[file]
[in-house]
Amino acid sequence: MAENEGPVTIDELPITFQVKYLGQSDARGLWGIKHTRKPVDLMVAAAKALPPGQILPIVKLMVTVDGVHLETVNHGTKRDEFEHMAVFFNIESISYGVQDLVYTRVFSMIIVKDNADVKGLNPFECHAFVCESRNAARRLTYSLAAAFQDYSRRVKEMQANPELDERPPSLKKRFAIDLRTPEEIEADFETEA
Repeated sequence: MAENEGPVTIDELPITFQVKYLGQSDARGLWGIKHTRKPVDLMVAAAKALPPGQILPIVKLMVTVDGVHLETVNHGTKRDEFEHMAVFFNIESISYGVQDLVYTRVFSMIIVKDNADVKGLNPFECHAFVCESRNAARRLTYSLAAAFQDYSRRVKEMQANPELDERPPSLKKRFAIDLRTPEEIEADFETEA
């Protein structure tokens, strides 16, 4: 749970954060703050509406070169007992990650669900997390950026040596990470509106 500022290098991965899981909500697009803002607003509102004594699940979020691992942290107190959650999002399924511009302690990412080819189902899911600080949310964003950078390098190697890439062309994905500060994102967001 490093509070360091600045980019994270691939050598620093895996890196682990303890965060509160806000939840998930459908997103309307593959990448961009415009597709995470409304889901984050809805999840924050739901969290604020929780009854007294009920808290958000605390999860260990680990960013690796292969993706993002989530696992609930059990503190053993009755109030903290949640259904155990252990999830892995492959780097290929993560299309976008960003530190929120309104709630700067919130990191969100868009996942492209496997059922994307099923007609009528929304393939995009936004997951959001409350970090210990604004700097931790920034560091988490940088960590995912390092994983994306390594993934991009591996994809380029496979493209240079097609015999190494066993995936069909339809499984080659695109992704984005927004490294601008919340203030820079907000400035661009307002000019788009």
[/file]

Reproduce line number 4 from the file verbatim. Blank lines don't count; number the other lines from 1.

């Protein structure tokens, strides 16, 4: 749970954060703050509406070169007992990650669900997390950026040596990470509106 500022290098991965899981909500697009803002607003509102004594699940979020691992942290107190959650999002399924511009302690990412080819189902899911600080949310964003950078390098190697890439062309994905500060994102967001 490093509070360091600045980019994270691939050598620093895996890196682990303890965060509160806000939840998930459908997103309307593959990448961009415009597709995470409304889901984050809805999840924050739901969290604020929780009854007294009920808290958000605390999860260990680990960013690796292969993706993002989530696992609930059990503190053993009755109030903290949640259904155990252990999830892995492959780097290929993560299309976008960003530190929120309104709630700067919130990191969100868009996942492209496997059922994307099923007609009528929304393939995009936004997951959001409350970090210990604004700097931790920034560091988490940088960590995912390092994983994306390594993934991009591996994809380029496979493209240079097609015999190494066993995936069909339809499984080659695109992704984005927004490294601008919340203030820079907000400035661009307002000019788009």